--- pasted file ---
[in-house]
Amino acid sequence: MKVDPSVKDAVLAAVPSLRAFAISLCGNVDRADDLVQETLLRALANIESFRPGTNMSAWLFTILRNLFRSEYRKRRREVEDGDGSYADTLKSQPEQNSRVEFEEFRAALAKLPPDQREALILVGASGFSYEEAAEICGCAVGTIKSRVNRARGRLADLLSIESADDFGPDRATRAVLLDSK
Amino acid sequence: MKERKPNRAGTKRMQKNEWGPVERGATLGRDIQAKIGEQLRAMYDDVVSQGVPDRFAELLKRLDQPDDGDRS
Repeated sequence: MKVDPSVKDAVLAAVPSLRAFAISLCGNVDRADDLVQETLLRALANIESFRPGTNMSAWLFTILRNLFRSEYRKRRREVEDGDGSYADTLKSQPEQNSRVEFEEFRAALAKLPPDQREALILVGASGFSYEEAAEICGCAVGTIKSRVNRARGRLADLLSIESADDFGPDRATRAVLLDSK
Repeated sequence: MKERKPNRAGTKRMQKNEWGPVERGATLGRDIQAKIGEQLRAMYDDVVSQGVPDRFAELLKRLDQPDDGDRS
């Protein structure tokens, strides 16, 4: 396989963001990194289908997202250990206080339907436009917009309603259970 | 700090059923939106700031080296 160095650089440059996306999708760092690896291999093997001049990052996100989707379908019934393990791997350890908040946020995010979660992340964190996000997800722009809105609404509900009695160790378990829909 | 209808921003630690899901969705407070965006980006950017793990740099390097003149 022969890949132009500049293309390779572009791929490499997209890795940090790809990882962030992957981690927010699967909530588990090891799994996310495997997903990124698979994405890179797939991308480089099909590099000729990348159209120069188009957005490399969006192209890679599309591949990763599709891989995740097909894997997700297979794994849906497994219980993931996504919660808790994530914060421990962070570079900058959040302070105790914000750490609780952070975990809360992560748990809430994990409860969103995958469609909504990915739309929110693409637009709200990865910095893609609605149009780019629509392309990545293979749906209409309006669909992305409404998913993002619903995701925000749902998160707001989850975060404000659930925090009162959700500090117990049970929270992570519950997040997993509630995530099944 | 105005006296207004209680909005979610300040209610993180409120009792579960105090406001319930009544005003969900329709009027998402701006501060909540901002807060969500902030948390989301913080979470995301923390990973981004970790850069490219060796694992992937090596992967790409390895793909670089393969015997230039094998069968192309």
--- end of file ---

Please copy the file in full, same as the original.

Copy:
[in-house]
Amino acid sequence: MKVDPSVKDAVLAAVPSLRAFAISLCGNVDRADDLVQETLLRALANIESFRPGTNMSAWLFTILRNLFRSEYRKRRREVEDGDGSYADTLKSQPEQNSRVEFEEFRAALAKLPPDQREALILVGASGFSYEEAAEICGCAVGTIKSRVNRARGRLADLLSIESADDFGPDRATRAVLLDSK
Amino acid sequence: MKERKPNRAGTKRMQKNEWGPVERGATLGRDIQAKIGEQLRAMYDDVVSQGVPDRFAELLKRLDQPDDGDRS
Repeated sequence: MKVDPSVKDAVLAAVPSLRAFAISLCGNVDRADDLVQETLLRALANIESFRPGTNMSAWLFTILRNLFRSEYRKRRREVEDGDGSYADTLKSQPEQNSRVEFEEFRAALAKLPPDQREALILVGASGFSYEEAAEICGCAVGTIKSRVNRARGRLADLLSIESADDFGPDRATRAVLLDSK
Repeated sequence: MKERKPNRAGTKRMQKNEWGPVERGATLGRDIQAKIGEQLRAMYDDVVSQGVPDRFAELLKRLDQPDDGDRS
């Protein structure tokens, strides 16, 4: 396989963001990194289908997202250990206080339907436009917009309603259970 | 700090059923939106700031080296 160095650089440059996306999708760092690896291999093997001049990052996100989707379908019934393990791997350890908040946020995010979660992340964190996000997800722009809105609404509900009695160790378990829909 | 209808921003630690899901969705407070965006980006950017793990740099390097003149 022969890949132009500049293309390779572009791929490499997209890795940090790809990882962030992957981690927010699967909530588990090891799994996310495997997903990124698979994405890179797939991308480089099909590099000729990348159209120069188009957005490399969006192209890679599309591949990763599709891989995740097909894997997700297979794994849906497994219980993931996504919660808790994530914060421990962070570079900058959040302070105790914000750490609780952070975990809360992560748990809430994990409860969103995958469609909504990915739309929110693409637009709200990865910095893609609605149009780019629509392309990545293979749906209409309006669909992305409404998913993002619903995701925000749902998160707001989850975060404000659930925090009162959700500090117990049970929270992570519950997040997993509630995530099944 | 105005006296207004209680909005979610300040209610993180409120009792579960105090406001319930009544005003969900329709009027998402701006501060909540901002807060969500902030948390989301913080979470995301923390990973981004970790850069490219060796694992992937090596992967790409390895793909670089393969015997230039094998069968192309």